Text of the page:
Arts & Entertainment

Picking Splinters: Savor vs. Save the Spotlight




This Saturday brings one of the top college football match-ups of the season and with it the first round of playoffs for the sport.

What’s that? You didn’t think there were playoffs in college football? You thought that conference leaders and university presidents were so concerned with the revenue driven by the current bowl system that they squelch even the mention of playoffs with bluster about how they will never happen? Well, you’re right. Technically.

However, because the Powers That Be either can’t or won’t figure out a profitable way to pull off playoffs, we’re left with playoffs that start the third game of the season.

All right, all right, so technically, this isn’t a “playoff” game. However, given that a single loss is often enough to disqualify teams from the national championship game, this Saturday’s game between Ohio State and Southern California holds all of the must-win implications of a playoff game.

It’s terrific drama. Just the best. I mean, this situation is exactly what the BCS has in mind when they argue – with a straight face – that post-season playoffs would “devalue” regular season games.

And they’re right. You can’t beat this! Two national powerhouse teams from two national powerhouse conferences duking it out with their entire season on the line. This, yes, this is the zenith of the college football season. Who cares that USC quarterback Mark Sanchez is still shaking off the rust from an pre-season knee injury? Who cares that Heisman Trophy candidate Chris “Beanie” Wells is dinged up and likely won’t be 100-percent? Who cares that the best team either USC or Ohio State has played so far is the University of Virginia, whom the Trojans smeared 52-7. Other candidates included such juggernauts as Ohio and Youngstown State. For those unfamiliar with college football, compared to Ohio State, Ohio and Youngstown State are about as daunting as a pair of gimpy toy poodles.

If you’re looking for another non-conference game to rival Ohio State-USC, you might find one contender – Georgia-Arizona State on Sept. 20. Unless there are some radical shakeups in the polls, searching for a juicy non-conference match-up after Sept. 20 would be about as fruitful as Oedipus looking for the New World. After that weekend, nearly every game featuring two ranked teams will be the result of mandatory scheduling through conference play.

I give both USC and Ohio State a lot of credit for scheduling a difficult non-conference game like this. It’s a rare occurrence these days because by doing so, both programs put their seasons on the line.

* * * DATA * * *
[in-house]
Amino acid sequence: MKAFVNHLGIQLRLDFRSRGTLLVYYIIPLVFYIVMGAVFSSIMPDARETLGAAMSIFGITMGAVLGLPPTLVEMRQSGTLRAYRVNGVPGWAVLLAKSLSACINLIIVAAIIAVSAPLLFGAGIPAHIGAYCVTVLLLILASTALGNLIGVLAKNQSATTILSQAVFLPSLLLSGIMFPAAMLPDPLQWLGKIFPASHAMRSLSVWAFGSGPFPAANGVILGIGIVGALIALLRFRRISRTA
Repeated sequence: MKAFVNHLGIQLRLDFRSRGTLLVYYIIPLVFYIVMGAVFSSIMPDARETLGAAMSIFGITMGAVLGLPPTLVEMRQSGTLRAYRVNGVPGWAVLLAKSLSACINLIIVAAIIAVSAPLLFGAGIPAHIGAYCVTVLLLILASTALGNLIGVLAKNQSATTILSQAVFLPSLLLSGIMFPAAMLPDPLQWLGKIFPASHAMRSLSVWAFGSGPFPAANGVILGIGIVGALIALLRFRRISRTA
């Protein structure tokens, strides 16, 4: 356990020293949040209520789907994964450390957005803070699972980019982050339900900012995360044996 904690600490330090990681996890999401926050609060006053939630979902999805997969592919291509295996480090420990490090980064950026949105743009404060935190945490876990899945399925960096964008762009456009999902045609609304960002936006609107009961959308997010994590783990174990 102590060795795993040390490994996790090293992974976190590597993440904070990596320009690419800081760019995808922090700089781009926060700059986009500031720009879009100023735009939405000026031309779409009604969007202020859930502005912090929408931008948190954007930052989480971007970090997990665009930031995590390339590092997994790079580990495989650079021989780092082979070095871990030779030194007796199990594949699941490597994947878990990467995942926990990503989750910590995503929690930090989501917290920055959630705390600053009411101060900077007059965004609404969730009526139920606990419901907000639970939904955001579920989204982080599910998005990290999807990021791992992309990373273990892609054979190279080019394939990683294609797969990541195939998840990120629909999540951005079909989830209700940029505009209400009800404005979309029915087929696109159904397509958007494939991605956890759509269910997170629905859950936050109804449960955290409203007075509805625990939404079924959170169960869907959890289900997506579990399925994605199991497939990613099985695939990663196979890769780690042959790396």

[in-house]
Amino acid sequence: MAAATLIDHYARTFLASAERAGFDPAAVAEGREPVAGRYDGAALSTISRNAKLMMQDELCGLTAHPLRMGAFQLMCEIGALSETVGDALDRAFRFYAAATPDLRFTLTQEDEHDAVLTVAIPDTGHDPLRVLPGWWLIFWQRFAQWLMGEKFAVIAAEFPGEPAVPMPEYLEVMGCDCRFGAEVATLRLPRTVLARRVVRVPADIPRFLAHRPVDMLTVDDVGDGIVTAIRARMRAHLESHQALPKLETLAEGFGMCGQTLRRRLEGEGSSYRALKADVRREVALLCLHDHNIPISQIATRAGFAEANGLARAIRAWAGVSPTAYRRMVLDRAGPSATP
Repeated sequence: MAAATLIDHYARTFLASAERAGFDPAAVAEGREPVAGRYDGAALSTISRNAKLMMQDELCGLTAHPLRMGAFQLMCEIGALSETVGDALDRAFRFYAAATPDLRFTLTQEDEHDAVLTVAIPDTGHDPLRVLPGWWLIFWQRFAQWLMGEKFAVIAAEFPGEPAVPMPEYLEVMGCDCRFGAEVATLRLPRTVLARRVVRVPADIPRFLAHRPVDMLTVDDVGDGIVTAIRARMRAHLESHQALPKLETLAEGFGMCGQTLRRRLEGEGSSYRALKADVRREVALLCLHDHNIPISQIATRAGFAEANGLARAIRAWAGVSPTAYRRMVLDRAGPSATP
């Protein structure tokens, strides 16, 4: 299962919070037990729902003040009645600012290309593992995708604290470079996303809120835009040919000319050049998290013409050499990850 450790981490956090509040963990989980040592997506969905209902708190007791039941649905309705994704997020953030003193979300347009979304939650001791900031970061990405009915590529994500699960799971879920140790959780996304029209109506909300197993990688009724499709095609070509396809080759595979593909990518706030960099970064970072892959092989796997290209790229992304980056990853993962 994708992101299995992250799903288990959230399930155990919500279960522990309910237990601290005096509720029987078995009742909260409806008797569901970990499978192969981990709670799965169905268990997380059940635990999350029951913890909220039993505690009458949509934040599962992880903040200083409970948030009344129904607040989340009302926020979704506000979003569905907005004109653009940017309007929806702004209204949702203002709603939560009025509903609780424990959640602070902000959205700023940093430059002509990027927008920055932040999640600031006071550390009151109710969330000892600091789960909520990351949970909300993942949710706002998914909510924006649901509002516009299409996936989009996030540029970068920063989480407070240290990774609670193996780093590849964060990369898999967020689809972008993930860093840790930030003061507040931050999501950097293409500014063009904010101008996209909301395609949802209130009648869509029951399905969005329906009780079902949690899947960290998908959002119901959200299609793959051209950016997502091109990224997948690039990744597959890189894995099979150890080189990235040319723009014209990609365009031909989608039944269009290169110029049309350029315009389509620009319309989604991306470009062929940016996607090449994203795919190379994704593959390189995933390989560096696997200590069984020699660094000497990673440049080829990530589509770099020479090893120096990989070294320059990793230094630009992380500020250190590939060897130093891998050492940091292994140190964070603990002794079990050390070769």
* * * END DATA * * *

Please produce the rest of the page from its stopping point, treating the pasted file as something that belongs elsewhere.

Of course, whoever wins this Saturday’s main event will be the No. 1 team in the country. Sorry, Oklahoma – maybe you should have scheduled a ranked non-conference opponent this season.

But maybe the Sooners are smart for playing it relatively safe by opening their season with a slate of Chattanooga (clearly a cupcake), Cincinnati (an upstart with some success in 2007) and Washington (who has beaten one ranked team – Boise State last season – since 2003). You see, the loser of the USC-OSU game will have a huge climb ahead of them. Whoever loses will likely have to defeat three other ranked teams and hope their BCS Championship competitors slip up in order to keep their title hopes alive.

Since the 2002 season, no team has won a championship after losing a non-conference game. So why schedule tough ones? During the 2004 season, neither Oklahoma nor USC played a non-conference opponent that finished the season ranked. Ditto for Florida during their championship run in 2006.

The Gators pasted the Buckeyes in the National Championship game, so it’s not like they couldn’t beat a top non-conference team, but why risk it? Why make your road tougher when the BCS incentivizes non-conference cakewalks? Who cares that there are increasingly fewer chances to accurately gauge conference strength? Who cares that the national championship has often resulted in a mismatched blowout? Who cares that to cap the aforementioned 2004 and 2006 seasons the national championship game was decided by a combined 63 points? Hope those primo non-conference games satiated all you fans looking for a good game those years.

Scheduling a Top 10 non-conference opponent shouldn’t equate to playing Russian roulette with your post-season chances. If the upper echelons of college football actually value epic regular season match-ups like OSU-USC, they ought to realize that by maintaining the status quo and banishing any thought of playoffs they’re only further discouraging match-ups of this sort.

But will that cry carry over the cha-ching of the BCS cash registers? I tend to doubt it.

College football fans: Savor this Saturday night.

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Further Tweezing: Another sign that the college football system is broken? Notre Dame received three votes in the USA Today Coaches Poll, which figures into the equation that chooses the teams for the national title game. Those votes came after beating San Diego State – a team that gave up more then 400 yards of offense and lost to Division I-AA school Cal Poly in week one – by a mere eight points. Look, I love the Irish as much as anyone, but whoever voted for Notre Dame after that awful debut last Saturday should be stripped of their status as a voter. I swear even Touchdown Jesus put his arms down to hide his eyes on a few occasions.

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